Malaysia’s CIMB Aims To Close Fifth Fund

CIMB Private Equity, the private equity arm of Malaysia’s largest investment bank, CIMB Bank, expects to hold a final close on $35 million for its CIMB PE Fund I by the first quarter of 2006, PE Week has learned.

Once closed, the firm’s fifth fund will bring the firm’s total assets under management up to about $150 million, making it Malaysia’s third largest private equity investor after Navis of Malaysia and Actis of the United Kingdom.

Darawati Hussein, the director of private equity at CIMB’s Kuala Lumpur headquarters, says that the latest fund will have a larger regional focus than earlier funds. About half of the $35 million will go to Malaysian investments, and the remainder will invest in Singapore, Indonesia, Thailand and Vietnam.

Hussein says that he expects the fund to back more than a dozen companies over its eight-year life.

CIMB is typically a late stage, minority investor that prefers to take a board seat with each investment.

Similar to its predecessor funds, CIMB PE I is a Shariah complaint fund that adheres to Islamic Law. The main tenets of Shariah are that certain sectors are prohibited from investment (such as weapons, alcohol, entertainment, finance and pornography). Investors are directed to invest in companies that seek to better the world.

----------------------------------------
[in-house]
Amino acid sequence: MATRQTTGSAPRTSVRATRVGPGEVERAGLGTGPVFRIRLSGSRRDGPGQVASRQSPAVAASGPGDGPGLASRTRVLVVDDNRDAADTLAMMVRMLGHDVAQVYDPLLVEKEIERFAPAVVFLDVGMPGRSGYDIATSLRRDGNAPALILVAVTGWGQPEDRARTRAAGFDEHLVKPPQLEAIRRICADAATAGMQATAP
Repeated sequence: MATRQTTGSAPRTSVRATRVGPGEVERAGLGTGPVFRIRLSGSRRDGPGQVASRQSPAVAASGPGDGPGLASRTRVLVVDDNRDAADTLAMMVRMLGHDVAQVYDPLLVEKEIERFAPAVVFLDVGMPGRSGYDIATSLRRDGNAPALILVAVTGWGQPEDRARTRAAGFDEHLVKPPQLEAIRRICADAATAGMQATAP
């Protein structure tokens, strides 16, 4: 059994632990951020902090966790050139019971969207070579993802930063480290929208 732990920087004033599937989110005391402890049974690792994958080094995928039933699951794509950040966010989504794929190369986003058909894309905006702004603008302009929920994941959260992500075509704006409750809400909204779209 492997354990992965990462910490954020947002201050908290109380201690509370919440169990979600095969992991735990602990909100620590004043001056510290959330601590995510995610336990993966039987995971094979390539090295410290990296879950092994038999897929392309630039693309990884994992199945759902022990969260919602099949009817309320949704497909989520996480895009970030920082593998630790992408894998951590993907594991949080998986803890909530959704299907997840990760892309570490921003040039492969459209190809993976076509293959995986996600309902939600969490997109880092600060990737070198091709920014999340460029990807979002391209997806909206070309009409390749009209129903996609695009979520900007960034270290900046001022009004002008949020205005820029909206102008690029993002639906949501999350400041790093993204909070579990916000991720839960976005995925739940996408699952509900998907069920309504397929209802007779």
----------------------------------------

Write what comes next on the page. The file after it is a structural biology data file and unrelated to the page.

Also, the capital structure of portfolio companies must not contain in excess of 30% of assets as debt, and the portfolio company cannot earn more than 15% of its returns through interest payments.

The concept of religious involvement in business, let alone private equity transactions, may appear incongruent. But Islam’s guiding text, the Koran, provides strict guidance for banking and business, including the requirement that investors must have aligned interests by agreeing to share in profits and losses. It also stipulates a requirement for integrity in business transactions and to avoid exploitation of others.

Given the large amount of capital flowing to the oil-rich Muslim countries of the Middle East, and Islam’s admonition to its adherents to “invest in the faithful,” CIMB Bank and its PE group appears poised for more rapid growth over the next decade.